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Role of Pali in Thailand

PostPosted: Sat Oct 18, 2014 11:28 pm
by Richard Wordingham
I'm responding to a question Thomas (was R2D2) asked in Leaving out/omit e.g. .... เป็น.

Thomas wrote:a) The comprehensibleness of Pali (spoken and in text books) in Thailand is high? My assumption is yes with the argument that the number of (loan) terms in Thai language with Pali roots in the fiel of faith is high.

I don't think many people understand Pali in Thailand. How well would a typical German physician understand a text in Latin or Greek? The coining of words of Latin and Greek origin is done with a dictionary - and the scientific names of biological taxa are riddled with bad Greek.
Thomas wrote:b) A conflict (or only minor problem) comparable to Luther/protestanism around liturgical language Latin vs. vernacular never played a role in the Theravada buddhism of Thailand?

I think Pali is still seen to have magical properties, so the issue doesn't arise.
Thomas wrote:c) I assume that a Thai monk will study Pali in a way comparable to a catholic priest once he has decided to become a priest (or comparable to the fact that Latin simply was the language of catholic monks). Is this correct?!

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From what I can tell, most of the studying by Thai monks is done in Thai. It seems that nowadays the international language of Theravada monks is English, not Pali. In a way, that worries me, because I could see a use for a Pali locale for displaying Pali text in the Thai script. (Khmer script should have the same problems.) However, it seems even more likely to fail than the Latin locale, which still hasn't taken off.

Re: Role of Pali in Thailand

PostPosted: Sat Oct 18, 2014 11:43 pm
by David and Bui
Richard,

What does the word "locale" mean in this context?

Re: Role of Pali in Thailand

PostPosted: Sun Oct 19, 2014 12:12 am
by Richard Wordingham
A "locale" is a generic set of computer customisations appropriate to a language and location. The most obvious one is how dates are displayed - calendar (AD v. BE) and names of days and months. In pre-Unicode days, it would include the character encoding in use, though nowadays that would be more likely to be the preferred encoding for various purposes, such as e-mail. It includes various degrees of linguistic information for text processing, such as rules for alphabetical sorting, capitalisation, word boundaries and line-breaking. It can also include more sophisticated text, such as how to say '2 days ago'. It can encapsulate grammatical rules for word forms after numbers, so that for Russian the programmer would supply (in a simple case) nominative singular, genitive singular and genitive plural of a word, and the Russian locale would tell the program which of the three words goes with the number.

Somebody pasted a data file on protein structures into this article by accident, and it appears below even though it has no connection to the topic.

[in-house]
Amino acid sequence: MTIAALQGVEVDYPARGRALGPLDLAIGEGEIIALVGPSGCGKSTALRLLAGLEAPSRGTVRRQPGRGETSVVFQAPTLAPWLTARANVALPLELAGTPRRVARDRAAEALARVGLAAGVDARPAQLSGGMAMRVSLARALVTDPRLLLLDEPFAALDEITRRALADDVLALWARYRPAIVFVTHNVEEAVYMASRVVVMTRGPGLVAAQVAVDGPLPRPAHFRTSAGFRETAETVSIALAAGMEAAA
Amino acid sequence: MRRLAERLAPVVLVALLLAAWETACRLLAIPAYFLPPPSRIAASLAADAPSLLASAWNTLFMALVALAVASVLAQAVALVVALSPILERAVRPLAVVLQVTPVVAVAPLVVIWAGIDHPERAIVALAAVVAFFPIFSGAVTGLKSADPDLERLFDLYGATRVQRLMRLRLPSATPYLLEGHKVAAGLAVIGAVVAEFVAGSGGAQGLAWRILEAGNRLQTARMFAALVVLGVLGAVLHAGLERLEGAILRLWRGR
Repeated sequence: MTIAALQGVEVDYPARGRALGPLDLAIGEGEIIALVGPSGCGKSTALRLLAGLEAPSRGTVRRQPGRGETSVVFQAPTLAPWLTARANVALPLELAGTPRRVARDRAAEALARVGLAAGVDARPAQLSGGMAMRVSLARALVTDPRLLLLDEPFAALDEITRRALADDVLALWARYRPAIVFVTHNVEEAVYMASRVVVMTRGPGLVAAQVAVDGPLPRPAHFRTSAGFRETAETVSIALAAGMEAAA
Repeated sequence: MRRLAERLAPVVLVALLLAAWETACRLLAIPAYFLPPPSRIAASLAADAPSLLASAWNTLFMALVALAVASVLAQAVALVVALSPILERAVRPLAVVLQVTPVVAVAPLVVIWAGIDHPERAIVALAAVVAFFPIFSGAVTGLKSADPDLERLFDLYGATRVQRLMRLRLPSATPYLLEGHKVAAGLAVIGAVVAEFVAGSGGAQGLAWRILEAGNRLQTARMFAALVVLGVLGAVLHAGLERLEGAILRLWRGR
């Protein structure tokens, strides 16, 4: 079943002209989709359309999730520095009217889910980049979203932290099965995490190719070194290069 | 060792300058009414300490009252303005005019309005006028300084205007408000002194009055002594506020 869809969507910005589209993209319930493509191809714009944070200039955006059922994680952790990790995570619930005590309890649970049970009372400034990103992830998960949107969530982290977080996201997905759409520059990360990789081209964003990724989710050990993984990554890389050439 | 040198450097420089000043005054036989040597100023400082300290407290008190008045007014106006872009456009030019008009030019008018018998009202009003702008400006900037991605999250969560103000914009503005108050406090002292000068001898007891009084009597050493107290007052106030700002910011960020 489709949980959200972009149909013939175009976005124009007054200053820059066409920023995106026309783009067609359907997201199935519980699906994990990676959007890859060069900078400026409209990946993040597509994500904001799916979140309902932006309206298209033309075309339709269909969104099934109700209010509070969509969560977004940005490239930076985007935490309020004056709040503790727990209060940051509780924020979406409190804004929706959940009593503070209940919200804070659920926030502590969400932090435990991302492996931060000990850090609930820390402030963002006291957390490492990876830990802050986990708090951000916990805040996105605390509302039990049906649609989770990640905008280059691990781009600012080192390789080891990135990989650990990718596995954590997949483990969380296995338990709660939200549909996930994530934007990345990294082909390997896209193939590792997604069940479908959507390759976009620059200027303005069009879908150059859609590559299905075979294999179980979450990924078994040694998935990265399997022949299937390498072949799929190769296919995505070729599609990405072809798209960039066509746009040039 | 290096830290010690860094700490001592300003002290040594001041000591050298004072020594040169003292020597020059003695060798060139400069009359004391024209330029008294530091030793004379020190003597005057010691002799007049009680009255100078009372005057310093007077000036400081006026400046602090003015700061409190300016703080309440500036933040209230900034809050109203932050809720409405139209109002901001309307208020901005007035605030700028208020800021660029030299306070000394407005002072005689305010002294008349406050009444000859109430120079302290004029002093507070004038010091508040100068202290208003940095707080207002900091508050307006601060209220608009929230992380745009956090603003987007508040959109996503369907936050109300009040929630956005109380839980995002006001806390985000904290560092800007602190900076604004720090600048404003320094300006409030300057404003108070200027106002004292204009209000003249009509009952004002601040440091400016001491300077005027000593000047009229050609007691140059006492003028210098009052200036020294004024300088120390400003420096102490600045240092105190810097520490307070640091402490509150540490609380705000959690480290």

The issue with (most) Pali in Thai script is that line-breaking can be done using the usual European rules: one does not use a dictionary to work out where text may be broken. Above all, one would not use a Thai dictionary to do line-breaking on Pali words. This sort of selection would be most useful in a browser or word processor, where text can be tagged with its language.

Re: Role of Pali in Thailand

PostPosted: Sun Oct 19, 2014 10:21 am
by Thomas
Richard,

thank you for discussing this topic in the right section!

Richard Wordingham wrote:I don't think many people understand Pali in Thailand. How well would a typical German physician understand a text in Latin or Greek? The coining of words of Latin and Greek origin is done with a dictionary ... .


Sometimes, eventually I'm not a typical German physician, I'm visiting the 'Latina' at Wikipedia (http://la.wikipedia.org/wiki/Vicipaedia:Pagina_prima) - for fun, and and for finding out how much of the text I still understand.
Medical terminology (coining and understanding the coinage) is within the curriculum for earning a medical degree but I agree that this can be learned without deep knowledges of Latin and/or classical Greek. In addition, English is the lingua franca of medicine. As to (local) terminology the most frequent problem I encounter in our days is the question whether there is a real need to translate a well defined English medical-technical term, for means of comprehensability (?), into "vernacular", i.e. in this specific case one of the other 23 official languages of the EU (+/- Icelandic and Norwegian).

I still know the practice of the catholic church (about 4 to 5 decades ago) that gospels and prayers were song and recited in Latin whereas the faithful did not necessarily need to understand what they were singing and recitating. I think this picture could, thus, fit also to a cermony in Thailand.
Richard Wordingham wrote:I think Pali is still seen to have magical properties, so the issue doesn't arise.

:lol: Nothing to add.

So thank you! I feel that your additional information will help to amend my perception of (religious) every-day life in Thailand.

Thomas

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